A nesting arrangement (sometimes referred to as a “bird’s nest arrangement” or “birdnesting”) is a form of a shared care arrangement in private family law proceedings.
In principle, a nesting arrangement involves the children residing at the family home on a full time basis, meanwhile the parents will arrange between themselves a schedule in which one parent lives at the family home with the other living elsewhere on an alternating basis. Essentially the parents move around the children rather than the ‘traditional’ shared care arrangement where children shuttle between the parents’ different homes.
The idea of a nesting arrangement is credited as originally having started off in the United States, but has since spread to other jurisdictions including Australia, the Netherlands, and of course here in England and Wales. A study by the Co-operative Legal Services in 2016 found that over 10% of separated and divorced adults in the United Kingdom were now choosing to prefer trying a nesting arrangement over the traditional shared care arrangement.
The increase in the use of nesting arrangements can be attributed to their use by high-profile individuals such as Mad Men’s Anne Dudek and her ex-husband, Matthew Heller following their divorce in 2016. Gwyneth Paltrow and Coldplay’s Chris Martin also used a nesting arrangement following their separation which she described as “conscious uncoupling”.
Since their introduction nesting arrangements have been praised as being a form of arrangement which is centred and focused around the children. By allowing the children to continue staying at the same family home all the time, it is much easier for the children to be able to stick to their regular and familiar routines. The use of a nesting arrangement also removes the concern a child may have of moving to somewhere new and having to adjust to new and unfamiliar surroundings.
A nesting arrangement can also help reduce the likelihood of a child having different attitudes towards their parents or viewing one parent in a negative light. Instead, the children feel that both their parents are playing equal and important roles in their upbringing.
However as with all things, nesting arrangements can also have their disadvantages. For example, the ability of a parent to maintain a separate home in addition to the family home is costly, especially more so during the current cost of living crisis. A nesting arrangement can therefore potentially be seen as an option only available to those who have sufficient finances to support such an arrangement.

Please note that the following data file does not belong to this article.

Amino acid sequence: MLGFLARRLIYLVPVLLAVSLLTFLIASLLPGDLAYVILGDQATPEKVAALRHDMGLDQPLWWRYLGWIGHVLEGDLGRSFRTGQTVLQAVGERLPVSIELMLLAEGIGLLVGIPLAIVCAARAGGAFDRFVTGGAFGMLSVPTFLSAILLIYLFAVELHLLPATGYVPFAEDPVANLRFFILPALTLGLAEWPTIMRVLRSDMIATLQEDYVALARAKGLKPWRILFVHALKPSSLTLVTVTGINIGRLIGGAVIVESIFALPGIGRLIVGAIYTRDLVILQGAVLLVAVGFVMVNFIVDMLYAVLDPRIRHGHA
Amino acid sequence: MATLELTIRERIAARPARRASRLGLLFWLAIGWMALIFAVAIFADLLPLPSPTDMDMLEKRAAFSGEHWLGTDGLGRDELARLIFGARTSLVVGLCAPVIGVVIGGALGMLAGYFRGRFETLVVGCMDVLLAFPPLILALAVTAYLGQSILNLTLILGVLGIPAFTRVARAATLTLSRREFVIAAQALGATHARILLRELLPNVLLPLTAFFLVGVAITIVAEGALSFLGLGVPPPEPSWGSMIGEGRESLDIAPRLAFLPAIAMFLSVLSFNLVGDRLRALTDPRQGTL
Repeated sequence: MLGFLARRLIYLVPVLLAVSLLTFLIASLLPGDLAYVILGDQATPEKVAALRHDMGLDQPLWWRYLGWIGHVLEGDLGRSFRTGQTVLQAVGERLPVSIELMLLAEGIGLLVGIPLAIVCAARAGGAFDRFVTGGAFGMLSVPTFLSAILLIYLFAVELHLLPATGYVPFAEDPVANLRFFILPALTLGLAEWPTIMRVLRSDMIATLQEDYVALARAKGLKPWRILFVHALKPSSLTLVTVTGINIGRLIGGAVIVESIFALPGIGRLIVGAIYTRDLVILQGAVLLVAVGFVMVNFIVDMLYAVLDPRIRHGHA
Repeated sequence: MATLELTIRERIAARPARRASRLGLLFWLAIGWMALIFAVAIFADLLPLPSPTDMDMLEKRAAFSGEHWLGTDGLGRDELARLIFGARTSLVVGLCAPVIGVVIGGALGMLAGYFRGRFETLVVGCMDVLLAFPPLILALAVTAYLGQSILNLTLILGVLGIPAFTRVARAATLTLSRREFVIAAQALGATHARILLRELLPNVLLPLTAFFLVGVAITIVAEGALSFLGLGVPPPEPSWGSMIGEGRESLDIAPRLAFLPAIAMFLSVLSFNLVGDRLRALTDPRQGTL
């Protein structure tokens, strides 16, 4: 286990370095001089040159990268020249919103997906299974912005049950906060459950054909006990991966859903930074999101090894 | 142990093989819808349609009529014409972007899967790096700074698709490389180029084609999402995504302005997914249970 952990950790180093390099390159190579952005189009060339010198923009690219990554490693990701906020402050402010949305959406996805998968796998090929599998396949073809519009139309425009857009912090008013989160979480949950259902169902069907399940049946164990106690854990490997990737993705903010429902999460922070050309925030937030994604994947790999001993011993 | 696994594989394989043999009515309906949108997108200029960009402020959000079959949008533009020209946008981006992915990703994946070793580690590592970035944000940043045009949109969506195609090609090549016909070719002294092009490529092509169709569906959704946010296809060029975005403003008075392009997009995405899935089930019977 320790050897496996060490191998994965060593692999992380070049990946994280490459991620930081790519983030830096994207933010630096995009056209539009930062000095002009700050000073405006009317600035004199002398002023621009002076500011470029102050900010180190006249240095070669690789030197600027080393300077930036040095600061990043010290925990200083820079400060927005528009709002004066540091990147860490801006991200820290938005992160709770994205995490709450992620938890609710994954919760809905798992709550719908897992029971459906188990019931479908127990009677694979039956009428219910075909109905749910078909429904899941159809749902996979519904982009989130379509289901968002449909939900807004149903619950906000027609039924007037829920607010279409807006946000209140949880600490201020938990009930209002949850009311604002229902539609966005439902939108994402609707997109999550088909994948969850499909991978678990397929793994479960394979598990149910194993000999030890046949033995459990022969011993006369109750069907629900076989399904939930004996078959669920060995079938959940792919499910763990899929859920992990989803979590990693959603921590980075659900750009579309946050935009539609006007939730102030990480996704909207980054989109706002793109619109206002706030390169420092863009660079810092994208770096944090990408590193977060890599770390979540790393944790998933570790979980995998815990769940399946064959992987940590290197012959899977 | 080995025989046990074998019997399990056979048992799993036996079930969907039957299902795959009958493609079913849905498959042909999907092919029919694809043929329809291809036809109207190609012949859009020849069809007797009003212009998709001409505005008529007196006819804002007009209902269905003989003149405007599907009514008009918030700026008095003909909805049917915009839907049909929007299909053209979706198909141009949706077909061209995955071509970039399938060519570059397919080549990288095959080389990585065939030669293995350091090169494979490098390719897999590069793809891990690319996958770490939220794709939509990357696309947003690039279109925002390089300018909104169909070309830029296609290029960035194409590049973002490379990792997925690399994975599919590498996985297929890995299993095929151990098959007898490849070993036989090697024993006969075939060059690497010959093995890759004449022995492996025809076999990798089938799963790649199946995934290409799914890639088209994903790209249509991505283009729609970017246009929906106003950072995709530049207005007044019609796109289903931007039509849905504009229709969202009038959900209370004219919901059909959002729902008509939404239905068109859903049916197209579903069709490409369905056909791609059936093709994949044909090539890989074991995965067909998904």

In situations where a parent does not have the means to afford another property they have sometimes lived with family or friends who live nearby when they are not living at the family home. Yet, it is important to consider that this can place a burden upon those friends or family who are providing the accommodation to the parent in the nesting arrangement. Any space provided by a friend or family may not always be guaranteed for the length of the nesting arrangement either and that parent may be required to move further away from the family home than originally intended which could in turn cause difficulties logistically.
Nesting arrangements can be extremely advantageous and useful as an interim solution following the breakdown of a relationship where there is no animosity between the parents. For example, where a relationship has broken down and the family home needs to be sold to enable each parent to buy their own from the proceeds of sale, a nesting arrangement can be used as a measure to provide certainty and maintain as much normality for the children as possible whilst the parents look for new homes to move into.
The use of nesting arrangements is something which the judiciary has indicated is not designed for the long term. Cohen J was quoted by the Court of Appeal in Re A, B and C (Children: Nesting Arrangement)  EWCA Civ 68 as being critical of the used of a nesting arrangement for a prolonged period of time. During an interim hearing he had described the use of a nesting arrangement as “deeply unsatisfactory…not a satisfactory long term solution or even a mid-term solution” and that in cases where the parties have the means and resources to do so “it should be more than possible to arrive at a solution where each [parent] has their own home and it is the children who do the shuttling rather than the adults”.
It should be noted that not every case will be suitable for a nesting arrangement. The lynchpin of a nesting arrangement is that the parents work constructively and respectfully. Parents therefore need to abide by rules agreed between them and be respectful of the other’s boundaries. A large amount of trust between the parties is therefore required and consideration has to be given to things such as what happens if a parent begins a new partnership or as to who is responsible for food/utility bills?
From the above it should be obvious that in cases where there is significant animosity between the parents or allegations of any form of domestic abuse has been raised that a nesting arrangement will not be a suitable solution.
To conclude, nesting arrangements are a practical and effective solution to maintaining some normality and certainty to the children’s life following the breakdown of their parents relationship. However, parents should be mindful of the practicalities involved and note that whilst the judiciary are generally approving of the use of nesting arrangements, they believe that they should only last for as long as is necessary.
Written by Pupil Barrister, Adam Singh Hayer.